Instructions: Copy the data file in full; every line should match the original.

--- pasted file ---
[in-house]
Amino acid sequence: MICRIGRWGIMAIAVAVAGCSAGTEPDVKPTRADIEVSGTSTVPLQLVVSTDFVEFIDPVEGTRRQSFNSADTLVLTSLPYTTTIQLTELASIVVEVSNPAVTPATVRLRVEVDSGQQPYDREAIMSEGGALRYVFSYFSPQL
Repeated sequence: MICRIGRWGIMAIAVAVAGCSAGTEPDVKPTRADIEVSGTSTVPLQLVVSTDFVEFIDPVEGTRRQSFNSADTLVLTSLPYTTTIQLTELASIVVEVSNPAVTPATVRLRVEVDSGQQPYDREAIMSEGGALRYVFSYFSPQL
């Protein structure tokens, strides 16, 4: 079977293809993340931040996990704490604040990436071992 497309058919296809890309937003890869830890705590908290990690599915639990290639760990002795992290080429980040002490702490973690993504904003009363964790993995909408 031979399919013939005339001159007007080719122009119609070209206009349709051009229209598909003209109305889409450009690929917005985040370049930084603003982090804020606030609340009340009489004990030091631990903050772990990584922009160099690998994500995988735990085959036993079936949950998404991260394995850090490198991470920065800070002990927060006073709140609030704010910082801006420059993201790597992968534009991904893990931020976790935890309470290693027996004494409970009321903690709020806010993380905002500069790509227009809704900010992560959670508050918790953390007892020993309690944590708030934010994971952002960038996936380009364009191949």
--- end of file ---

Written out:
[in-house]
Amino acid sequence: MICRIGRWGIMAIAVAVAGCSAGTEPDVKPTRADIEVSGTSTVPLQLVVSTDFVEFIDPVEGTRRQSFNSADTLVLTSLPYTTTIQLTELASIVVEVSNPAVTPATVRLRVEVDSGQQPYDREAIMSEGGALRYVFSYFSPQL
Repeated sequence: MICRIGRWGIMAIAVAVAGCSAGTEPDVKPTRADIEVSGTSTVPLQLVVSTDFVEFIDPVEGTRRQSFNSADTLVLTSLPYTTTIQLTELASIVVEVSNPAVTPATVRLRVEVDSGQQPYDREAIMSEGGALRYVFSYFSPQL
């Protein structure tokens, strides 16, 4: 079977293809993340931040996990704490604040990436071992 497309058919296809890309937003890869830890705590908290990690599915639990290639760990002795992290080429980040002490702490973690993504904003009363964790993995909408 031979399919013939005339001159007007080719122009119609070209206009349709051009229209598909003209109305889409450009690929917005985040370049930084603003982090804020606030609340009340009489004990030091631990903050772990990584922009160099690998994500995988735990085959036993079936949950998404991260394995850090490198991470920065800070002990927060006073709140609030704010910082801006420059993201790597992968534009991904893990931020976790935890309470290693027996004494409970009321903690709020806010993380905002500069790509227009809704900010992560959670508050918790953390007892020993309690944590708030934010994971952002960038996936380009364009191949």